• We may believe that higher pay benefits lead to better motivation.The fact is money is not the sole motivator in organisational context.We know of very low paying companies posting highest retentionIn most companies, turnover realistically can be reduced by as much as 50 percent, even if some managers don't believe it can be accomplished," said Jim Kochanski, a principal of the firm UPS.In one study it was found that employee retention was higher in branch where customer retention was higher , this was true within same company which had multiple branches.What made the difference?The manger was effective in providing the leadership to excite people and derive happiness in retaining customer.
  • The first step in understanding human behaviour will be to start from self.Do I understand or understanding comes naturally to me?Do others understand me easily or they say I am a hidden iceberg? do I conclude very quickly about people.?These are the questions we can start asking ourselves
  • Personality that we spoke earlier is the sum total of reaction and interactions that bring out behaviour
  • behavioural training

    1. 1. Understanding Human Behavior<br />Why bother trying to understand it?<br />Dr. E. J. Sarma<br />Saama Technologies, Inc.<br />
    2. 2. 8/29/2011<br />Page 2<br />dr.sarma/saamaacademy<br />Human Behavior Why bother trying to understand it? And… <br />We hear this everyday from line managers<br />Everyone wants this<br />Constantly we are searching the meaning of these<br />People skills is the success factor<br />
    3. 3. 8/29/2011<br />Page 3<br />dr.sarma/saamaacademy<br />The beast in usa<br />
    4. 4. 8/29/2011<br />Page 4<br />dr.sarma/saamaacademy<br />Nature and Nurture<br />Human behavior is a product both of <br />our innate human nature and <br />of our individual experience and environment.<br />
    5. 5. Understanding Human Behavior :What is the key to success? : <br />8/29/2011<br />Page 5<br />dr.sarma/saamaacademy<br />
    6. 6. 8/29/2011<br />Page 6<br />dr.sarma/saamaacademy<br />The Scientific Approach: :<br />The Scientific Approach: The late 1800’s brought the Industrial Revolution <br />There was no one best way to do a job .<br />Scientific methods and tools can solve people’s problems <br />The Hawthorne Effect :<br />Paying attention to workers’ needs affected output. Social and psychological factors play important roles in productivity. <br />
    7. 7. 8/29/2011<br />Page 7<br />dr.sarma/saamaacademy<br />The important drivers <br />
    8. 8. What is personality<br />8/29/2011<br />Page 8<br />dr.sarma/saamaacademy<br />
    9. 9. Few steps in mastering the behavioural skills <br />8/29/2011<br />Page 9<br />dr.sarma/saamaacademy<br />
    10. 10. Human Relation- organisational context:<br />8/29/2011<br />Page 10<br />dr.sarma/saamaacademy<br />People are motivated by many factors, not just pay/money<br />Employees have feelings and attitudes that affect the work . <br />Informal workgroups affect performance .<br />Employees like and need to participate in decision making .<br />Communication channels should flow down, up and horizontally <br />
    11. 11. Reflection<br />
    12. 12. Personality<br />
    13. 13. Personality<br />
    14. 14.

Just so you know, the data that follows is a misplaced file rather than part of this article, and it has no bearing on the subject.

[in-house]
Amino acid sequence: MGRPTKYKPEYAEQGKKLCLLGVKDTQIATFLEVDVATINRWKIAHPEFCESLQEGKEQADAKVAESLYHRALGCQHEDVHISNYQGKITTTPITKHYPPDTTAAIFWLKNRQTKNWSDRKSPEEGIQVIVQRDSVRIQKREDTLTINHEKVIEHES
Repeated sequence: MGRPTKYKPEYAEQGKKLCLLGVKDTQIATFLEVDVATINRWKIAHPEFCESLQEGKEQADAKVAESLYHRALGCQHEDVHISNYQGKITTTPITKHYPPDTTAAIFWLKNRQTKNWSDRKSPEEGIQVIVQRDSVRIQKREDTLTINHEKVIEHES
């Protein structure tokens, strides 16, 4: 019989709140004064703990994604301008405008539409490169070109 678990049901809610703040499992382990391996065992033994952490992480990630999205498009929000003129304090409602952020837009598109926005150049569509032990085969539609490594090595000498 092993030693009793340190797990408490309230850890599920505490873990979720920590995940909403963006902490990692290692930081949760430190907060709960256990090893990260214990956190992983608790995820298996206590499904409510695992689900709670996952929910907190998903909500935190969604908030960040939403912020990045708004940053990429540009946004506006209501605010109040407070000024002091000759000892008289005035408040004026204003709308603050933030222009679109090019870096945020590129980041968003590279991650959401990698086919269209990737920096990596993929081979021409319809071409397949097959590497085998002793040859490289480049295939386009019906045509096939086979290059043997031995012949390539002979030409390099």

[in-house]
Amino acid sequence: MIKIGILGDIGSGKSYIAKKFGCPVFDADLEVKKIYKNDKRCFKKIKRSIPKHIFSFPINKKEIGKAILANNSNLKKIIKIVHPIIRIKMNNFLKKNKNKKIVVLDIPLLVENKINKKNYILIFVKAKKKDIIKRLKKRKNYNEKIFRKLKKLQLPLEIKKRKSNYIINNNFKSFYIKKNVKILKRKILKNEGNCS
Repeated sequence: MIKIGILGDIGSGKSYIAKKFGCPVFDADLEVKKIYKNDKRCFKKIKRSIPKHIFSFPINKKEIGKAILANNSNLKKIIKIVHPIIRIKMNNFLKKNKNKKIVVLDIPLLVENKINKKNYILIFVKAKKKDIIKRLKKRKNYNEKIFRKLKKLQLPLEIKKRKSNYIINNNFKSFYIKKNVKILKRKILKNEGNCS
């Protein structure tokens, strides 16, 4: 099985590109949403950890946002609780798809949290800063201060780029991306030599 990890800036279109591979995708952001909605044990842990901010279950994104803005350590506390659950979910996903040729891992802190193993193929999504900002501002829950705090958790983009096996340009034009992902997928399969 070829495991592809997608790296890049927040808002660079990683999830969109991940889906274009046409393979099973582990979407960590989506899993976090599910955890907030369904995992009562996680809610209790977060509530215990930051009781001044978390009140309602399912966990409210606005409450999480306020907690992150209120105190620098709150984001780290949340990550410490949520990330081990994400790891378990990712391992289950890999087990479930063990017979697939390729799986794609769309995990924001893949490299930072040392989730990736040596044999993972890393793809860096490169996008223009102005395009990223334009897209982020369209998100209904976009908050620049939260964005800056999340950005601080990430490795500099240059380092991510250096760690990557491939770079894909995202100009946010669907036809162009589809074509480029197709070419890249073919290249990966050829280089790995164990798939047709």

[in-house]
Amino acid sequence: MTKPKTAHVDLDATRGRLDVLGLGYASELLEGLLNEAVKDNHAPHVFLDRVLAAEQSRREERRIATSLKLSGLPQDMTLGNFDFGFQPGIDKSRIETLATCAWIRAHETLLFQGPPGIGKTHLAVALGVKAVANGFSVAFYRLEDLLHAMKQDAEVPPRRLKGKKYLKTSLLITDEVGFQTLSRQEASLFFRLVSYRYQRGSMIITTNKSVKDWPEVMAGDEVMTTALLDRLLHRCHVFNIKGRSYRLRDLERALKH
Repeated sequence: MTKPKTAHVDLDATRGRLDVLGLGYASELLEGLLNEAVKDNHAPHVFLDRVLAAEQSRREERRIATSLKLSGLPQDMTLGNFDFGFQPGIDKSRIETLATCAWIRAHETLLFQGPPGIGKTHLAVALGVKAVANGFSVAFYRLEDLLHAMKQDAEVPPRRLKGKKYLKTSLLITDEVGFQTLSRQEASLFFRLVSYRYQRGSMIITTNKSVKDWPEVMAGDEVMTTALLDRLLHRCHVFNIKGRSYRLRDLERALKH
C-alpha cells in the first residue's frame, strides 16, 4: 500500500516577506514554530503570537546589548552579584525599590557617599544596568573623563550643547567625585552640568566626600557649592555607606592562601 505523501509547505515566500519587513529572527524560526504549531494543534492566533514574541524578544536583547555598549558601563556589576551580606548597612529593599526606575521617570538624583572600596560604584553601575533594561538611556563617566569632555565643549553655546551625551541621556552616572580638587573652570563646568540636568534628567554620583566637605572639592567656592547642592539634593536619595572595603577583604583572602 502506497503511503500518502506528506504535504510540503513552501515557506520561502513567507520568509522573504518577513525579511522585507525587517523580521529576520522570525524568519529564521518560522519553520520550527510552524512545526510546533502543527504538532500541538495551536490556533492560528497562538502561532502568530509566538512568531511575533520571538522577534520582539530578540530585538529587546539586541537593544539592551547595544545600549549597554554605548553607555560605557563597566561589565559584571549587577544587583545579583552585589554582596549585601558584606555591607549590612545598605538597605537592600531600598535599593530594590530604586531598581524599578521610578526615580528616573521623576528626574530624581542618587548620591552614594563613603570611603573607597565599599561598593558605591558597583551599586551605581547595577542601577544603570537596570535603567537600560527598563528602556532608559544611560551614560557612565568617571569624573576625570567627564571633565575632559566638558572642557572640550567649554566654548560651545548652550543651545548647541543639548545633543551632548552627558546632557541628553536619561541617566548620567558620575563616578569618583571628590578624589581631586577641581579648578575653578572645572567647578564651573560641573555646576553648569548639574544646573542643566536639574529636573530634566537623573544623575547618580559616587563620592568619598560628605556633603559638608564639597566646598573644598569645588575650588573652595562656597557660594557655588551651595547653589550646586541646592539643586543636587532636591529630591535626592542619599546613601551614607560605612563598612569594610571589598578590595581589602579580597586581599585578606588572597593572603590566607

15. 15. How do we start to understand people management?<br />8/29/2011<br />Page 15<br />dr.sarma/saamaacademy<br />
    16. 16. Review of what we learned<br />8/29/2011<br />Page 16<br />dr.sarma/saamaacademy<br />Technical skills are necessary but not sufficient for career success as go up in career ladder.<br /><ul><li>human nature is to combine behaviour with emotions
    17. 17. nature is the product of innate and learned experiences.
    18. 18. traditional approaches to managing people in organisations have limited or no validity in modern complex organisations .</li></li></ul><li>mastering behavioural skills involve<br />8/29/2011<br />Page 17<br />dr.sarma/saamaacademy<br />
    19. 19. 8/29/2011<br />Page 18<br />dr.sarma/saamaacademy<br />
    20. 20. 8/29/2011<br />Page 19<br />dr.sarma/saamaacademy<br />The Behavioral Movement: Supervisors learned they needed communication skills .<br />Managers now had to handle conflict and change .<br />Employees treated more as equals and informal relationships started <br />
    21. 21. The Development of Personality<br /><ul><li>Nature vs. Nurture
    22. 22. Heredity and biology - genes, nervous system, endocrine system and other systems
    23. 23. Environment and life experiences
    24. 24. Identical twins share the same template but have different “states”
    25. 25. Twins raised in different families have often demonstrated similar tastes, choosing the same profession and even using the same brands of products</li></li></ul><li>The Development of Personality<br /><ul><li>Some traits may be more strongly linked to heredity than others
    26. 26. The initial few years are critical in the formation of personality
    27. 27. Plaster vs. Plasticity hypothesis
    28. 28. Set like plaster
    29. 29. Changes throughout adulthood</li></li></ul><li>Views on Personality<br /><ul><li>Trait Theories – personality is a set of mental structures/systems, different for each individual, resulting in characteristic responses to situations
    30. 30. Humanist Theories – difficult to predict behaviour – lives are not scripted – personalities are defined by their own different perceptions and experiences
    31. 31. Behavioural Theories – Personality is the constantly changing set of learned behaviour, influenced by reinforcements</li></li></ul><li>Interactionism<br /><ul><li>Human behaviour is influenced by:
    32. 32. Personality traits
    33. 33. The situation
    34. 34. The interaction between personality and situation
    35. 35. How one perceives or defines a situation is a critical factor of behaviour</li></li></ul><li>CASE<br /><ul><li>Doctors report that the child would never be able to play any physically exerting sport… the child grows to be the fittest athlete in the world
    36. 36. How did the parents define the situation?